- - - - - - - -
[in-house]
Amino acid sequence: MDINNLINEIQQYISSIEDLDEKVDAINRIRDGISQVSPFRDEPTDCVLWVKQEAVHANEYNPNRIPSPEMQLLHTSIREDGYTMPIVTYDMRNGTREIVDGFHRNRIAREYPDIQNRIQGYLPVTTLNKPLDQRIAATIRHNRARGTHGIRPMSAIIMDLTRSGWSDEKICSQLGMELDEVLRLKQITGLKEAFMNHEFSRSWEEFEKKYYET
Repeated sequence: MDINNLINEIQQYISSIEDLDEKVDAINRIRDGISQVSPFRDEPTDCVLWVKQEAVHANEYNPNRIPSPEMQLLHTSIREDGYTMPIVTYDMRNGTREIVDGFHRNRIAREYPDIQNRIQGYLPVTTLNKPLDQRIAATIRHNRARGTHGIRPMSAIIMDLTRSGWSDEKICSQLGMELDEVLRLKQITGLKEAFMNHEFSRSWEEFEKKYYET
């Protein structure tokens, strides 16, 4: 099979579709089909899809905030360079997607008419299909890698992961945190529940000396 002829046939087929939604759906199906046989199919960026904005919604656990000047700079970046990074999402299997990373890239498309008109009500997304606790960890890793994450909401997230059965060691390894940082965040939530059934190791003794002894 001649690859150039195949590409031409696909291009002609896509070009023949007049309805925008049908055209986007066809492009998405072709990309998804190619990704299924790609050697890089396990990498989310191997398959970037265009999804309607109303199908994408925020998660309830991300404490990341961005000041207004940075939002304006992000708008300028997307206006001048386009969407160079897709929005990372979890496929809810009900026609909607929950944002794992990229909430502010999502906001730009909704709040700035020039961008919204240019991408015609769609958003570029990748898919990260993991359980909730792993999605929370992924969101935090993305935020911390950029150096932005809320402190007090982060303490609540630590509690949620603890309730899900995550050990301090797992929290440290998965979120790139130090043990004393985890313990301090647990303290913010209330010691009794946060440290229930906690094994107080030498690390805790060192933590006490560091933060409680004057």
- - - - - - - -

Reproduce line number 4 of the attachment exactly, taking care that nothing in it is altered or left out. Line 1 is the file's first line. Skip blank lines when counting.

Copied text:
């Protein structure tokens, strides 16, 4: 099979579709089909899809905030360079997607008419299909890698992961945190529940000396 002829046939087929939604759906199906046989199919960026904005919604656990000047700079970046990074999402299997990373890239498309008109009500997304606790960890890793994450909401997230059965060691390894940082965040939530059934190791003794002894 001649690859150039195949590409031409696909291009002609896509070009023949007049309805925008049908055209986007066809492009998405072709990309998804190619990704299924790609050697890089396990990498989310191997398959970037265009999804309607109303199908994408925020998660309830991300404490990341961005000041207004940075939002304006992000708008300028997307206006001048386009969407160079897709929005990372979890496929809810009900026609909607929950944002794992990229909430502010999502906001730009909704709040700035020039961008919204240019991408015609769609958003570029990748898919990260993991359980909730792993999605929370992924969101935090993305935020911390950029150096932005809320402190007090982060303490609540630590509690949620603890309730899900995550050990301090797992929290440290998965979120790139130090043990004393985890313990301090647990303290913010209330010691009794946060440290229930906690094994107080030498690390805790060192933590006490560091933060409680004057």